Biometric Encryption: The New Breed of Untraceable Biometrics in .NET

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Biometric Encryption: The New Breed of Untraceable Biometrics
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to a stored template and/or to the algorithm, the security of a biometric system diminishes. On the other hand, BE offers a certain level of security even in a nontrusted environment, with the addition of greatly enhanced privacy bene ts. Instead of applying a cryptographic yardstick to BE, we view it along the lines of a key management scheme, or a stronger replacement for conventional passwords. Passwords do not possess, in general, cryptographic security, because they can be broken with a dictionary attack, and so on. For a BE system, nothing would prevent the same protection measures (i.e., hardware and procedures) from being implemented, as presently used in conventional biometrics. For example, storing helper data on a smart card, or even running the whole BE algorithm on card, would add an additional layer of security. Even more, those measures may be applied in a manner that is unique to BE. For example, using a password to recreate, on-the- y, some part of the helper data would integrate the biometric and the knowledge-based approaches at a more fundamental level. The password/token can control part of the helper data: For example, a permutation table [31], a transform of a minutiae [90] or a face [94] template will be regenerated onthe- y each time. This is similar to the CB approach, where a secret transform is controlled by the password or token and, in a way, is a merger of BE and CB (see also discussion in reference 139). Thus, the password/token may become an essential part of the BE process on a fundamental level. While such a system would not offer full cryptographic security, it could be more secure than either a conventional biometric system or a password-based system, or even two-tier authentication involving password/token and conventional biometrics. If BE is used within a framework of a homomorphic cryptosystem [142], it will allow biometric authentication in the encrypted domain (see Case Scenario 5 in Section 26.7 for more details). This would provide an ultimate solution to most BE security issues.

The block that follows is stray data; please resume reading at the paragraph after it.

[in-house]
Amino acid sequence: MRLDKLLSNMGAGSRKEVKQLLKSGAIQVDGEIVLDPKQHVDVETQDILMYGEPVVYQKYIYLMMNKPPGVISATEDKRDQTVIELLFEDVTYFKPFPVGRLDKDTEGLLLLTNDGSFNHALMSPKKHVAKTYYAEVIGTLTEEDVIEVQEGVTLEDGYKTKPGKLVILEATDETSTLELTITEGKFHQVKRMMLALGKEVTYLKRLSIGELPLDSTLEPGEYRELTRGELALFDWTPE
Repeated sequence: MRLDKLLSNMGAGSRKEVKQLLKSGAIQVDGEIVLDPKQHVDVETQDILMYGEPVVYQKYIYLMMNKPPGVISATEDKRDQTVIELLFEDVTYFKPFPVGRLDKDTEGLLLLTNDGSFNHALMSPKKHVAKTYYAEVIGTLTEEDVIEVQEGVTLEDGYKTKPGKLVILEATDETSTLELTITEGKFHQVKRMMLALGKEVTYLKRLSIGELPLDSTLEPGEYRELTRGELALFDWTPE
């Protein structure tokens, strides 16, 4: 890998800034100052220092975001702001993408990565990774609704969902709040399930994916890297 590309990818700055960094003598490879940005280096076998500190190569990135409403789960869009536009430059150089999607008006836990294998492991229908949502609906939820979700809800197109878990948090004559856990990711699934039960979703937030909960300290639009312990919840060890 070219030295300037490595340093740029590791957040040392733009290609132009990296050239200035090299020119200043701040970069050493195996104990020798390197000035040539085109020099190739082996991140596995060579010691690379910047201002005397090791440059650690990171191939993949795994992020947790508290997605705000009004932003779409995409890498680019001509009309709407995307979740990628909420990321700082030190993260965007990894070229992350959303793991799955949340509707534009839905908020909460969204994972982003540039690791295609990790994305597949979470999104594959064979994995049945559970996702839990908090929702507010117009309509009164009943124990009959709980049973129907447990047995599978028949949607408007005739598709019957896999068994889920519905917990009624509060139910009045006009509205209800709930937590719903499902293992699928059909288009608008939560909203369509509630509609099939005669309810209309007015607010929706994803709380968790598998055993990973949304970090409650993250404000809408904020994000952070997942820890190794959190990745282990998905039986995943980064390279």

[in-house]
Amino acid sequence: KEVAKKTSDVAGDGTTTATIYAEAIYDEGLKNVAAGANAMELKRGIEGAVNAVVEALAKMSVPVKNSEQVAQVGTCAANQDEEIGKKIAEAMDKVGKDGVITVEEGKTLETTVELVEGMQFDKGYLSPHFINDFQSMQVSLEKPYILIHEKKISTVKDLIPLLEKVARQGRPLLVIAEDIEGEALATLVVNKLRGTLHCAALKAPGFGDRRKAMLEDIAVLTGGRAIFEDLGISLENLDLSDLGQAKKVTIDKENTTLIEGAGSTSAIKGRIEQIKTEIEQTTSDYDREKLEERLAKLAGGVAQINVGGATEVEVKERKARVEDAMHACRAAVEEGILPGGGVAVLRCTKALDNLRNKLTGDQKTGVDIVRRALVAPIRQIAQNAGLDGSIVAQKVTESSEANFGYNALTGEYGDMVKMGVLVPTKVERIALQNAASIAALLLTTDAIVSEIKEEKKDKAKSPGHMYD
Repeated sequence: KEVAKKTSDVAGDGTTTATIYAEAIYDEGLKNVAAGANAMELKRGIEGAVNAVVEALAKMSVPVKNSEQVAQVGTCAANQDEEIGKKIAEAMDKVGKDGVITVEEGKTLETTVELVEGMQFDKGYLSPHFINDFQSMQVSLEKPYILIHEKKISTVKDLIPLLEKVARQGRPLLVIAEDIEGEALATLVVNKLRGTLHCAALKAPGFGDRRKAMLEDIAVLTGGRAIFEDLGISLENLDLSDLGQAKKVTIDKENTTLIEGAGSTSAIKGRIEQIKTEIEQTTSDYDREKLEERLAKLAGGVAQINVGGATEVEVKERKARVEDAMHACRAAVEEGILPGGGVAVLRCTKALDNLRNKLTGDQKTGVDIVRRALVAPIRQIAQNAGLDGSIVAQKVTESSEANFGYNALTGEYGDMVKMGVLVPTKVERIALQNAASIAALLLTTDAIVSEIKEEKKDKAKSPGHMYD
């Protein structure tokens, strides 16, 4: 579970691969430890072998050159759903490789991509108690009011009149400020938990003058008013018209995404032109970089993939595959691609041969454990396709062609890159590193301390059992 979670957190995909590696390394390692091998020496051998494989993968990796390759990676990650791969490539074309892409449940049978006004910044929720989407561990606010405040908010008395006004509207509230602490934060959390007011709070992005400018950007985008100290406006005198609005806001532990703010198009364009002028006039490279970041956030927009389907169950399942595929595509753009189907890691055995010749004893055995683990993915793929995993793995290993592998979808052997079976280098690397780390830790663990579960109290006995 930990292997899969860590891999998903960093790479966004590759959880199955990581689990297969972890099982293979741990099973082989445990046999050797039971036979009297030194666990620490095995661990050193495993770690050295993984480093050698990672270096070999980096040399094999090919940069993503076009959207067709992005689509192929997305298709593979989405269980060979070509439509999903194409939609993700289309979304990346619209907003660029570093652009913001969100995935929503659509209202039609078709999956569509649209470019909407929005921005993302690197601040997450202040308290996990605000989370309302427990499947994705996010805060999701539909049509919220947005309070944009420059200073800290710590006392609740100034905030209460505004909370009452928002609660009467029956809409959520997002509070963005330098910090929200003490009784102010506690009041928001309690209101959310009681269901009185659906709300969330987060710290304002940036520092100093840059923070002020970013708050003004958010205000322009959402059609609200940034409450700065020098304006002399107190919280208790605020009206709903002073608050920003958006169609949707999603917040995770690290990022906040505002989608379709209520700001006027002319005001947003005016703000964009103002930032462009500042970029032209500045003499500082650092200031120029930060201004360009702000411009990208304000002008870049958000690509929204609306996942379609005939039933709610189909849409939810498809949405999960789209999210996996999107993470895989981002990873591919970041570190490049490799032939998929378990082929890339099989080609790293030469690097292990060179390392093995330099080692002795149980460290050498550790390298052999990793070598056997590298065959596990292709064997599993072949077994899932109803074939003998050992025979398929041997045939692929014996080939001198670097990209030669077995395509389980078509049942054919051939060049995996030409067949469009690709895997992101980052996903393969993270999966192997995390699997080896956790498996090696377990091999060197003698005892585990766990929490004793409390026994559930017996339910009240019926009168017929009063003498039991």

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In the following subsections, we consider several BE case scenarios (see also reference 3) which demonstrate the great potential of BE technologies as a tool that enhances both privacy and security. Note that CB technologies are less suitable or not suitable at all for these scenarios, since CB outputs a binary Yes/No response instead of a key.
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Case Scenarios
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A promising BE application is one-time-use biometric tickets or tokens, for events, boarding passes, and so on. A BE template (i.e., helper data) can be stored on a ticket as a 2D bar code, and a database stores the hashed value of a key for each enrolled user.